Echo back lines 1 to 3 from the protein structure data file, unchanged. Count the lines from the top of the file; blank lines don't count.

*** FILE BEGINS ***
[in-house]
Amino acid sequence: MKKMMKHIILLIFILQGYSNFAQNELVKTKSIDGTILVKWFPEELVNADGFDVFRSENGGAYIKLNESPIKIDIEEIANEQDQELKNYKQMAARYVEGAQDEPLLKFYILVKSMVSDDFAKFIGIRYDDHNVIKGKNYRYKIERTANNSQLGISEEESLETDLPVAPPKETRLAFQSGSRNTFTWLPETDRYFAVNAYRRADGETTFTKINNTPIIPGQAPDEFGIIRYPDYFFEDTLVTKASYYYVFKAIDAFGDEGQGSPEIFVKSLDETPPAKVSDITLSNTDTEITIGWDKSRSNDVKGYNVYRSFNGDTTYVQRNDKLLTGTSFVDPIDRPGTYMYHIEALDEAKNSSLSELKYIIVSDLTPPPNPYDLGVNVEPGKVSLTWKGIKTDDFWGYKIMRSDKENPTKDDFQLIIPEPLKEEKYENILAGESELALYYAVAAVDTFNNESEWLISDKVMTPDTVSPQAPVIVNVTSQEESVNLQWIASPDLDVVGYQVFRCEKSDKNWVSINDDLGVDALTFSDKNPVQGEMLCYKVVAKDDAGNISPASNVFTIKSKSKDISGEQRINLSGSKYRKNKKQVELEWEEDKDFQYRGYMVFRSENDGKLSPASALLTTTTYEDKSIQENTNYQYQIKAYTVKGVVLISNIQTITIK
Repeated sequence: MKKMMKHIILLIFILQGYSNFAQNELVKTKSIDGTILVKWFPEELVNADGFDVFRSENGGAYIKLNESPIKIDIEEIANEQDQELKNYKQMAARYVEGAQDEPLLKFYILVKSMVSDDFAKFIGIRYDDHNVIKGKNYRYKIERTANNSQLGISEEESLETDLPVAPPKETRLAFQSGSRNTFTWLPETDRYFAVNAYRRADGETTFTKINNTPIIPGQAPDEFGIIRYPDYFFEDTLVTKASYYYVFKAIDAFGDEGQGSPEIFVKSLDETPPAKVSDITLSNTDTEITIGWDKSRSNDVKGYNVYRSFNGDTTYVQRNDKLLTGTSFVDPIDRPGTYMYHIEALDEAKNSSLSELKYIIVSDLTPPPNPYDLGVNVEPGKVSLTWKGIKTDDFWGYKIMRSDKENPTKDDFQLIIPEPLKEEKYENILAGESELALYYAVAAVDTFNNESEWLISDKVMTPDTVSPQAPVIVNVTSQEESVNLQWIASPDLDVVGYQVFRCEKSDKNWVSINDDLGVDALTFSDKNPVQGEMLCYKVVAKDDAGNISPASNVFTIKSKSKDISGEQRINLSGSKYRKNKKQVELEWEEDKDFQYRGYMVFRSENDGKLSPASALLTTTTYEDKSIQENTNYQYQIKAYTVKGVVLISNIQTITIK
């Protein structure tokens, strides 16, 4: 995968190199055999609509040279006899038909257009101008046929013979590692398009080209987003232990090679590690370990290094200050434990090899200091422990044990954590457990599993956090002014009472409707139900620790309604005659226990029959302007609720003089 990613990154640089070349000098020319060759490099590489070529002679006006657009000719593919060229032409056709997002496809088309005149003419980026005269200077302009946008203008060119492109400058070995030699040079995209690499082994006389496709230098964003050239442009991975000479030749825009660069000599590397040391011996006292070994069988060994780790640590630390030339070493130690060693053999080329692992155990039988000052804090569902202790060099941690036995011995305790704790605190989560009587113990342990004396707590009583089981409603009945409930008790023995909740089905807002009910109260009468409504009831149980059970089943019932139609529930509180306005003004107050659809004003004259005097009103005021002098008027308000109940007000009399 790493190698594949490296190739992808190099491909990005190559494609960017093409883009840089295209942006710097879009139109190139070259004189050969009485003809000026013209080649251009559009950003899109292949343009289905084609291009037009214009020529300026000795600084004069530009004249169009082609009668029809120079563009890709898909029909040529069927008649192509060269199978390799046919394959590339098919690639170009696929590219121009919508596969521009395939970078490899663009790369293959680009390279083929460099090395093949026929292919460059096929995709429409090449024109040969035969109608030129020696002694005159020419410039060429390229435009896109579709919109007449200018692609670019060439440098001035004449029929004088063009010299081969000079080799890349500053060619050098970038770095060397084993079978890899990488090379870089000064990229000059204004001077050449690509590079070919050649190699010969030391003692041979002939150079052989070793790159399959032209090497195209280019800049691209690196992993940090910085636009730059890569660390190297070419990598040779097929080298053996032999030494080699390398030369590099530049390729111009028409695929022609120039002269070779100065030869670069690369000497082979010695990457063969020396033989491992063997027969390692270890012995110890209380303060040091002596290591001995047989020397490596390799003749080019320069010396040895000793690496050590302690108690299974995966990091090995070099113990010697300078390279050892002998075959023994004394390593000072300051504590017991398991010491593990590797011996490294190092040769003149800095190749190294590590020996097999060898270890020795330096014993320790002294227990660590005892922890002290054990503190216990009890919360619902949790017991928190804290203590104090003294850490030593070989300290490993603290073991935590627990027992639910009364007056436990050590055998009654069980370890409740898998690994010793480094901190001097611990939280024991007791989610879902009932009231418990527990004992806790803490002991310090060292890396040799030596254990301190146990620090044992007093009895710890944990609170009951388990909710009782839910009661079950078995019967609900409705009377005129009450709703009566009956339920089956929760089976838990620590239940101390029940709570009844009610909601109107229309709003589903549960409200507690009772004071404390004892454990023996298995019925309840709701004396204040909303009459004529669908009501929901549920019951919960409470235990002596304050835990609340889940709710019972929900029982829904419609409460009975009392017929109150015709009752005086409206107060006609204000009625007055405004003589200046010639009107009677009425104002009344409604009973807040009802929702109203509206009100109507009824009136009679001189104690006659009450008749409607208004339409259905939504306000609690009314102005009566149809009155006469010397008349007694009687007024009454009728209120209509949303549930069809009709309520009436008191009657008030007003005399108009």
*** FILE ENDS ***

[in-house]
Amino acid sequence: MKKMMKHIILLIFILQGYSNFAQNELVKTKSIDGTILVKWFPEELVNADGFDVFRSENGGAYIKLNESPIKIDIEEIANEQDQELKNYKQMAARYVEGAQDEPLLKFYILVKSMVSDDFAKFIGIRYDDHNVIKGKNYRYKIERTANNSQLGISEEESLETDLPVAPPKETRLAFQSGSRNTFTWLPETDRYFAVNAYRRADGETTFTKINNTPIIPGQAPDEFGIIRYPDYFFEDTLVTKASYYYVFKAIDAFGDEGQGSPEIFVKSLDETPPAKVSDITLSNTDTEITIGWDKSRSNDVKGYNVYRSFNGDTTYVQRNDKLLTGTSFVDPIDRPGTYMYHIEALDEAKNSSLSELKYIIVSDLTPPPNPYDLGVNVEPGKVSLTWKGIKTDDFWGYKIMRSDKENPTKDDFQLIIPEPLKEEKYENILAGESELALYYAVAAVDTFNNESEWLISDKVMTPDTVSPQAPVIVNVTSQEESVNLQWIASPDLDVVGYQVFRCEKSDKNWVSINDDLGVDALTFSDKNPVQGEMLCYKVVAKDDAGNISPASNVFTIKSKSKDISGEQRINLSGSKYRKNKKQVELEWEEDKDFQYRGYMVFRSENDGKLSPASALLTTTTYEDKSIQENTNYQYQIKAYTVKGVVLISNIQTITIK
Repeated sequence: MKKMMKHIILLIFILQGYSNFAQNELVKTKSIDGTILVKWFPEELVNADGFDVFRSENGGAYIKLNESPIKIDIEEIANEQDQELKNYKQMAARYVEGAQDEPLLKFYILVKSMVSDDFAKFIGIRYDDHNVIKGKNYRYKIERTANNSQLGISEEESLETDLPVAPPKETRLAFQSGSRNTFTWLPETDRYFAVNAYRRADGETTFTKINNTPIIPGQAPDEFGIIRYPDYFFEDTLVTKASYYYVFKAIDAFGDEGQGSPEIFVKSLDETPPAKVSDITLSNTDTEITIGWDKSRSNDVKGYNVYRSFNGDTTYVQRNDKLLTGTSFVDPIDRPGTYMYHIEALDEAKNSSLSELKYIIVSDLTPPPNPYDLGVNVEPGKVSLTWKGIKTDDFWGYKIMRSDKENPTKDDFQLIIPEPLKEEKYENILAGESELALYYAVAAVDTFNNESEWLISDKVMTPDTVSPQAPVIVNVTSQEESVNLQWIASPDLDVVGYQVFRCEKSDKNWVSINDDLGVDALTFSDKNPVQGEMLCYKVVAKDDAGNISPASNVFTIKSKSKDISGEQRINLSGSKYRKNKKQVELEWEEDKDFQYRGYMVFRSENDGKLSPASALLTTTTYEDKSIQENTNYQYQIKAYTVKGVVLISNIQTITIK